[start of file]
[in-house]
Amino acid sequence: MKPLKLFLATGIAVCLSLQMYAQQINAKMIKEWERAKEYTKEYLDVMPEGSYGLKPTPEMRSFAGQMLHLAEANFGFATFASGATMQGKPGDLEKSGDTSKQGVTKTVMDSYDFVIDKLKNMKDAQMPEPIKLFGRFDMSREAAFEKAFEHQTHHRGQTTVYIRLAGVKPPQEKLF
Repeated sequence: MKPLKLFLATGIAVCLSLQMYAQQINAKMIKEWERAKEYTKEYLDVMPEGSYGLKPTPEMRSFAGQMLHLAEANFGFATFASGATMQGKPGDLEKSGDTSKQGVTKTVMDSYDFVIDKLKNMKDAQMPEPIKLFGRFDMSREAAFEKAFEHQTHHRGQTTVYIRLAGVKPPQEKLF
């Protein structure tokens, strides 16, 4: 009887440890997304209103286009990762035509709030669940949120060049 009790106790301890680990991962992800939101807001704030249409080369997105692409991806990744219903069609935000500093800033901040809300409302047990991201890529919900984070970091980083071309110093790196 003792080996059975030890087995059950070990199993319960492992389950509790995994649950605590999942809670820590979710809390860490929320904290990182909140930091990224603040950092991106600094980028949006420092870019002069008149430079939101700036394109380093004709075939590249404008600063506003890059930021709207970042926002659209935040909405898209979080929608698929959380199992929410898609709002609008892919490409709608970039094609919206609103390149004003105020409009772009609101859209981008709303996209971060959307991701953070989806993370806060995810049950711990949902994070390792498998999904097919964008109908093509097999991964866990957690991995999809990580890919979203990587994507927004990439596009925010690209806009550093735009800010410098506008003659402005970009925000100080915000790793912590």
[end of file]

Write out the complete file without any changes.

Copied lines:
[in-house]
Amino acid sequence: MKPLKLFLATGIAVCLSLQMYAQQINAKMIKEWERAKEYTKEYLDVMPEGSYGLKPTPEMRSFAGQMLHLAEANFGFATFASGATMQGKPGDLEKSGDTSKQGVTKTVMDSYDFVIDKLKNMKDAQMPEPIKLFGRFDMSREAAFEKAFEHQTHHRGQTTVYIRLAGVKPPQEKLF
Repeated sequence: MKPLKLFLATGIAVCLSLQMYAQQINAKMIKEWERAKEYTKEYLDVMPEGSYGLKPTPEMRSFAGQMLHLAEANFGFATFASGATMQGKPGDLEKSGDTSKQGVTKTVMDSYDFVIDKLKNMKDAQMPEPIKLFGRFDMSREAAFEKAFEHQTHHRGQTTVYIRLAGVKPPQEKLF
């Protein structure tokens, strides 16, 4: 009887440890997304209103286009990762035509709030669940949120060049 009790106790301890680990991962992800939101807001704030249409080369997105692409991806990744219903069609935000500093800033901040809300409302047990991201890529919900984070970091980083071309110093790196 003792080996059975030890087995059950070990199993319960492992389950509790995994649950605590999942809670820590979710809390860490929320904290990182909140930091990224603040950092991106600094980028949006420092870019002069008149430079939101700036394109380093004709075939590249404008600063506003890059930021709207970042926002659209935040909405898209979080929608698929959380199992929410898609709002609008892919490409709608970039094609919206609103390149004003105020409009772009609101859209981008709303996209971060959307991701953070989806993370806060995810049950711990949902994070390792498998999904097919964008109908093509097999991964866990957690991995999809990580890919979203990587994507927004990439596009925010690209806009550093735009800010410098506008003659402005970009925000100080915000790793912590």